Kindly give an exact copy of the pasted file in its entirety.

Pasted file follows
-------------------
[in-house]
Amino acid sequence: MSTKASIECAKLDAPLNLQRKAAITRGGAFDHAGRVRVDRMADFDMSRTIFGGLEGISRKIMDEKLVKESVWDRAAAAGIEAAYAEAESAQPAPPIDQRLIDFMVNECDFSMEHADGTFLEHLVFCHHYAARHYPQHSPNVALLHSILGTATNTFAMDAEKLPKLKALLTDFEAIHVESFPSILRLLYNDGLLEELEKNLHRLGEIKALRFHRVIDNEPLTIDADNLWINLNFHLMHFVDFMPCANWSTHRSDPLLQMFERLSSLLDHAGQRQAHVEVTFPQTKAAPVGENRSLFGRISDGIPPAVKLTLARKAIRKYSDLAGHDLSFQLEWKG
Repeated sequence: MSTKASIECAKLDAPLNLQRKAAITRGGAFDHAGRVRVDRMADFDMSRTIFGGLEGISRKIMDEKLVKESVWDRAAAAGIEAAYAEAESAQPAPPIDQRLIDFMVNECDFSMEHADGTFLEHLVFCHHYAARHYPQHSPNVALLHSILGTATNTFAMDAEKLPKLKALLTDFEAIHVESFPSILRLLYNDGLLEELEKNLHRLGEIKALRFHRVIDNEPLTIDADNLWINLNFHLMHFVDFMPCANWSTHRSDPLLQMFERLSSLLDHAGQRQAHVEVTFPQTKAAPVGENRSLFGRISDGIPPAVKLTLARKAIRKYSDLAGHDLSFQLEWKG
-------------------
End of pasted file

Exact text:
[in-house]
Amino acid sequence: MSTKASIECAKLDAPLNLQRKAAITRGGAFDHAGRVRVDRMADFDMSRTIFGGLEGISRKIMDEKLVKESVWDRAAAAGIEAAYAEAESAQPAPPIDQRLIDFMVNECDFSMEHADGTFLEHLVFCHHYAARHYPQHSPNVALLHSILGTATNTFAMDAEKLPKLKALLTDFEAIHVESFPSILRLLYNDGLLEELEKNLHRLGEIKALRFHRVIDNEPLTIDADNLWINLNFHLMHFVDFMPCANWSTHRSDPLLQMFERLSSLLDHAGQRQAHVEVTFPQTKAAPVGENRSLFGRISDGIPPAVKLTLARKAIRKYSDLAGHDLSFQLEWKG
Repeated sequence: MSTKASIECAKLDAPLNLQRKAAITRGGAFDHAGRVRVDRMADFDMSRTIFGGLEGISRKIMDEKLVKESVWDRAAAAGIEAAYAEAESAQPAPPIDQRLIDFMVNECDFSMEHADGTFLEHLVFCHHYAARHYPQHSPNVALLHSILGTATNTFAMDAEKLPKLKALLTDFEAIHVESFPSILRLLYNDGLLEELEKNLHRLGEIKALRFHRVIDNEPLTIDADNLWINLNFHLMHFVDFMPCANWSTHRSDPLLQMFERLSSLLDHAGQRQAHVEVTFPQTKAAPVGENRSLFGRISDGIPPAVKLTLARKAIRKYSDLAGHDLSFQLEWKG